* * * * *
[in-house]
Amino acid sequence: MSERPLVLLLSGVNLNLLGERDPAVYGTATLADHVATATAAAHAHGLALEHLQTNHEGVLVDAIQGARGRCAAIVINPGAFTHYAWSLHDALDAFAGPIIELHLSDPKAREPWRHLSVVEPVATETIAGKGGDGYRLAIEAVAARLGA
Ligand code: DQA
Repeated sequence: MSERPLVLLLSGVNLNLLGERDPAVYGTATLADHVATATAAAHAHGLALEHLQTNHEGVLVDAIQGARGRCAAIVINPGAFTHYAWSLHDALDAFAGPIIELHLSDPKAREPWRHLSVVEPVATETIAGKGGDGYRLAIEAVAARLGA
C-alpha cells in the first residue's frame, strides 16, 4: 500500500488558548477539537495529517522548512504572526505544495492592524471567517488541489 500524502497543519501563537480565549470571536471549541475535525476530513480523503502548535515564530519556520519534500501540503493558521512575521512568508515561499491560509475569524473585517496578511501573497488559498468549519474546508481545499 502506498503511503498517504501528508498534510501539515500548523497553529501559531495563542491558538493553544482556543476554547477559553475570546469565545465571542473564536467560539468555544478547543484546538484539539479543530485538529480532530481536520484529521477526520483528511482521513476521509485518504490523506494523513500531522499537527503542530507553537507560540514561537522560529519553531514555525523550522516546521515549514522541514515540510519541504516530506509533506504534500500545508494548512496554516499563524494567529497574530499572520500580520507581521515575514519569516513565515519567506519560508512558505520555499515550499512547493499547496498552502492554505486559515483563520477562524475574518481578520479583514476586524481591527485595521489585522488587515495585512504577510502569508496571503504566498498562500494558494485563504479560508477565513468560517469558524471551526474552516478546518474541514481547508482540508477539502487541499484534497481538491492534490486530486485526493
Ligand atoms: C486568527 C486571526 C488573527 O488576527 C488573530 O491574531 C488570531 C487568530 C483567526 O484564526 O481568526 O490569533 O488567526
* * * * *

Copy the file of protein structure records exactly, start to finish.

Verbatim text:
[in-house]
Amino acid sequence: MSERPLVLLLSGVNLNLLGERDPAVYGTATLADHVATATAAAHAHGLALEHLQTNHEGVLVDAIQGARGRCAAIVINPGAFTHYAWSLHDALDAFAGPIIELHLSDPKAREPWRHLSVVEPVATETIAGKGGDGYRLAIEAVAARLGA
Ligand code: DQA
Repeated sequence: MSERPLVLLLSGVNLNLLGERDPAVYGTATLADHVATATAAAHAHGLALEHLQTNHEGVLVDAIQGARGRCAAIVINPGAFTHYAWSLHDALDAFAGPIIELHLSDPKAREPWRHLSVVEPVATETIAGKGGDGYRLAIEAVAARLGA
C-alpha cells in the first residue's frame, strides 16, 4: 500500500488558548477539537495529517522548512504572526505544495492592524471567517488541489 500524502497543519501563537480565549470571536471549541475535525476530513480523503502548535515564530519556520519534500501540503493558521512575521512568508515561499491560509475569524473585517496578511501573497488559498468549519474546508481545499 502506498503511503498517504501528508498534510501539515500548523497553529501559531495563542491558538493553544482556543476554547477559553475570546469565545465571542473564536467560539468555544478547543484546538484539539479543530485538529480532530481536520484529521477526520483528511482521513476521509485518504490523506494523513500531522499537527503542530507553537507560540514561537522560529519553531514555525523550522516546521515549514522541514515540510519541504516530506509533506504534500500545508494548512496554516499563524494567529497574530499572520500580520507581521515575514519569516513565515519567506519560508512558505520555499515550499512547493499547496498552502492554505486559515483563520477562524475574518481578520479583514476586524481591527485595521489585522488587515495585512504577510502569508496571503504566498498562500494558494485563504479560508477565513468560517469558524471551526474552516478546518474541514481547508482540508477539502487541499484534497481538491492534490486530486485526493
Ligand atoms: C486568527 C486571526 C488573527 O488576527 C488573530 O491574531 C488570531 C487568530 C483567526 O484564526 O481568526 O490569533 O488567526